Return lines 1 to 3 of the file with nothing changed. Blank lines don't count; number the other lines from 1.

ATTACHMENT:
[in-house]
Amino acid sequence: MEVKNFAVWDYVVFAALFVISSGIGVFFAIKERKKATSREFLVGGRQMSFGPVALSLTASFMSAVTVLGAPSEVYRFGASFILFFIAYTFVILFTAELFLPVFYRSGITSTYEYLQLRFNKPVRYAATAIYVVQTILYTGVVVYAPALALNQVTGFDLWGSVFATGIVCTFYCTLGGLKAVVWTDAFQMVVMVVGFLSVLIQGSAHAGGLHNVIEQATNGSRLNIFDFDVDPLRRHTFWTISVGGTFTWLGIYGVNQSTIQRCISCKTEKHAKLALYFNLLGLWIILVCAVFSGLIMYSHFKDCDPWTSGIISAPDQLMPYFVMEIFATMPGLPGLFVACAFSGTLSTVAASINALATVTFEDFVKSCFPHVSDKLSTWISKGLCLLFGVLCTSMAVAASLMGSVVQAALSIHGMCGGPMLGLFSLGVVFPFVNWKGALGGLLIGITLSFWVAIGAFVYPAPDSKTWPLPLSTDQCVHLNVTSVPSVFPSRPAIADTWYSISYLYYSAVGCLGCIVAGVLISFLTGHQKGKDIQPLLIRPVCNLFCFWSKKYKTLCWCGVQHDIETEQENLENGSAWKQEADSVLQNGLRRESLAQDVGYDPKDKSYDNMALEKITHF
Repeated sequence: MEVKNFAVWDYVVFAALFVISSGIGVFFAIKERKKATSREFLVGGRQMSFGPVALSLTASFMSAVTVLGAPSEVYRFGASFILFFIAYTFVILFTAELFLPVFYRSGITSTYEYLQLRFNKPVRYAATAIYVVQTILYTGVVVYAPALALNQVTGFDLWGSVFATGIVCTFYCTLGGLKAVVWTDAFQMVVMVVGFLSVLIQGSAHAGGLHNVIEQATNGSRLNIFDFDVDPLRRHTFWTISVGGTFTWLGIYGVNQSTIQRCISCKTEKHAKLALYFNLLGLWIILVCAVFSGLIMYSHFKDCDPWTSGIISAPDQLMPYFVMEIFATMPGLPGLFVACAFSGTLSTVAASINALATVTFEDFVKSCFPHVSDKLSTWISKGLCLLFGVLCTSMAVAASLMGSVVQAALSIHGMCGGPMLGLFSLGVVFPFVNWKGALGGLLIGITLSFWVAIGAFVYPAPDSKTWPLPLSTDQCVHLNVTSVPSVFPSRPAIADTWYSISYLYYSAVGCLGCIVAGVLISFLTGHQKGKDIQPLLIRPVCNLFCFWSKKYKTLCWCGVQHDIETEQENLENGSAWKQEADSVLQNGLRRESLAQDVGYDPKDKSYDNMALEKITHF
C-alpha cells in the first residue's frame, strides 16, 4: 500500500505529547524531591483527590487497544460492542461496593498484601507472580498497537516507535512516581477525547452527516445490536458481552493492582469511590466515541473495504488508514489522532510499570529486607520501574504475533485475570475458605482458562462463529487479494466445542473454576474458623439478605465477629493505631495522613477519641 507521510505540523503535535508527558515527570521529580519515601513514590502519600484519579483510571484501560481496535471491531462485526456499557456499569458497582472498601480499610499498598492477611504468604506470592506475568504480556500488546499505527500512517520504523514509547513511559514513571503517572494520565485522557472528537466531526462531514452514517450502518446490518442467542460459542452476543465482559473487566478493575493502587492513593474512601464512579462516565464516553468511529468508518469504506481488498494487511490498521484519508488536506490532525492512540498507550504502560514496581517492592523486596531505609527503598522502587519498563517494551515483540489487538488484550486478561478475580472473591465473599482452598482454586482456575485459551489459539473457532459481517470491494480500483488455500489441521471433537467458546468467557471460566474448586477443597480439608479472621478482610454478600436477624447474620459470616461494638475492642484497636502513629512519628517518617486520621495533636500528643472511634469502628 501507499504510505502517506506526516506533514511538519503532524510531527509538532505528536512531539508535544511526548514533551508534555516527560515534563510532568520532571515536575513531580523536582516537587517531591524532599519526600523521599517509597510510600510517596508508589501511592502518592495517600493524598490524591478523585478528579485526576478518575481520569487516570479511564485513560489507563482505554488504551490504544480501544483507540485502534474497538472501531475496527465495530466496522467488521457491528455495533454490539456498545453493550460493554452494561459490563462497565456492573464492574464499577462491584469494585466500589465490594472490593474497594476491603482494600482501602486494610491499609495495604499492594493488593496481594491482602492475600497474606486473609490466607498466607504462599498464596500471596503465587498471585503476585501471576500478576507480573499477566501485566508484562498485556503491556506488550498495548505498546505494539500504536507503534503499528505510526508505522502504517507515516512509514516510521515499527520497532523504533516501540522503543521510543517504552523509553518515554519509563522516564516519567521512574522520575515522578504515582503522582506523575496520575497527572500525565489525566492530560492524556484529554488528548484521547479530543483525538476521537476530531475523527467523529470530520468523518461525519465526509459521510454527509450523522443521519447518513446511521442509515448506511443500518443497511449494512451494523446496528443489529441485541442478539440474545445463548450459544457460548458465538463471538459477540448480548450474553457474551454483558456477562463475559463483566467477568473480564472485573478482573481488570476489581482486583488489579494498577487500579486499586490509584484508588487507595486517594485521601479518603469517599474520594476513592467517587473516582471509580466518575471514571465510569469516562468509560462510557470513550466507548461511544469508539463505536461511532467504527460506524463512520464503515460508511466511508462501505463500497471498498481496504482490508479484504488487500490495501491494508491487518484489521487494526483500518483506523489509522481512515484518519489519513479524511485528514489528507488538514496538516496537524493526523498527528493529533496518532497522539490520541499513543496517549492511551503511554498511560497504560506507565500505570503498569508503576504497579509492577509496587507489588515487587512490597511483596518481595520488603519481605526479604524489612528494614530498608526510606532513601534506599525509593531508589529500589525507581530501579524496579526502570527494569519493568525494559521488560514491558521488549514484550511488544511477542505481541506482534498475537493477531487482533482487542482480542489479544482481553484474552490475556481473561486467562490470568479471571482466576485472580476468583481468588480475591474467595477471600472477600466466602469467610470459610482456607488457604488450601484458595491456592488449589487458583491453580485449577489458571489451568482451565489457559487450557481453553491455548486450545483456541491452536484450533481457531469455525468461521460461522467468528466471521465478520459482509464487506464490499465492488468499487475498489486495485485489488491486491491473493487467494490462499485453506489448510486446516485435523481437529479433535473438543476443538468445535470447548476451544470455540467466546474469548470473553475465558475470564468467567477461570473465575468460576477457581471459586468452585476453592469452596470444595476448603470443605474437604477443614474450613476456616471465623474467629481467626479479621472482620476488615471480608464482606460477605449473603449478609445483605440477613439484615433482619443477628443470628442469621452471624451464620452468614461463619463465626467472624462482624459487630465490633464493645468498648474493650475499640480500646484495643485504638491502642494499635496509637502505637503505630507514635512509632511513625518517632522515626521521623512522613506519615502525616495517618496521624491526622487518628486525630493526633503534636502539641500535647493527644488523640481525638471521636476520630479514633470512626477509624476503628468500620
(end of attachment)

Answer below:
[in-house]
Amino acid sequence: MEVKNFAVWDYVVFAALFVISSGIGVFFAIKERKKATSREFLVGGRQMSFGPVALSLTASFMSAVTVLGAPSEVYRFGASFILFFIAYTFVILFTAELFLPVFYRSGITSTYEYLQLRFNKPVRYAATAIYVVQTILYTGVVVYAPALALNQVTGFDLWGSVFATGIVCTFYCTLGGLKAVVWTDAFQMVVMVVGFLSVLIQGSAHAGGLHNVIEQATNGSRLNIFDFDVDPLRRHTFWTISVGGTFTWLGIYGVNQSTIQRCISCKTEKHAKLALYFNLLGLWIILVCAVFSGLIMYSHFKDCDPWTSGIISAPDQLMPYFVMEIFATMPGLPGLFVACAFSGTLSTVAASINALATVTFEDFVKSCFPHVSDKLSTWISKGLCLLFGVLCTSMAVAASLMGSVVQAALSIHGMCGGPMLGLFSLGVVFPFVNWKGALGGLLIGITLSFWVAIGAFVYPAPDSKTWPLPLSTDQCVHLNVTSVPSVFPSRPAIADTWYSISYLYYSAVGCLGCIVAGVLISFLTGHQKGKDIQPLLIRPVCNLFCFWSKKYKTLCWCGVQHDIETEQENLENGSAWKQEADSVLQNGLRRESLAQDVGYDPKDKSYDNMALEKITHF
Repeated sequence: MEVKNFAVWDYVVFAALFVISSGIGVFFAIKERKKATSREFLVGGRQMSFGPVALSLTASFMSAVTVLGAPSEVYRFGASFILFFIAYTFVILFTAELFLPVFYRSGITSTYEYLQLRFNKPVRYAATAIYVVQTILYTGVVVYAPALALNQVTGFDLWGSVFATGIVCTFYCTLGGLKAVVWTDAFQMVVMVVGFLSVLIQGSAHAGGLHNVIEQATNGSRLNIFDFDVDPLRRHTFWTISVGGTFTWLGIYGVNQSTIQRCISCKTEKHAKLALYFNLLGLWIILVCAVFSGLIMYSHFKDCDPWTSGIISAPDQLMPYFVMEIFATMPGLPGLFVACAFSGTLSTVAASINALATVTFEDFVKSCFPHVSDKLSTWISKGLCLLFGVLCTSMAVAASLMGSVVQAALSIHGMCGGPMLGLFSLGVVFPFVNWKGALGGLLIGITLSFWVAIGAFVYPAPDSKTWPLPLSTDQCVHLNVTSVPSVFPSRPAIADTWYSISYLYYSAVGCLGCIVAGVLISFLTGHQKGKDIQPLLIRPVCNLFCFWSKKYKTLCWCGVQHDIETEQENLENGSAWKQEADSVLQNGLRRESLAQDVGYDPKDKSYDNMALEKITHF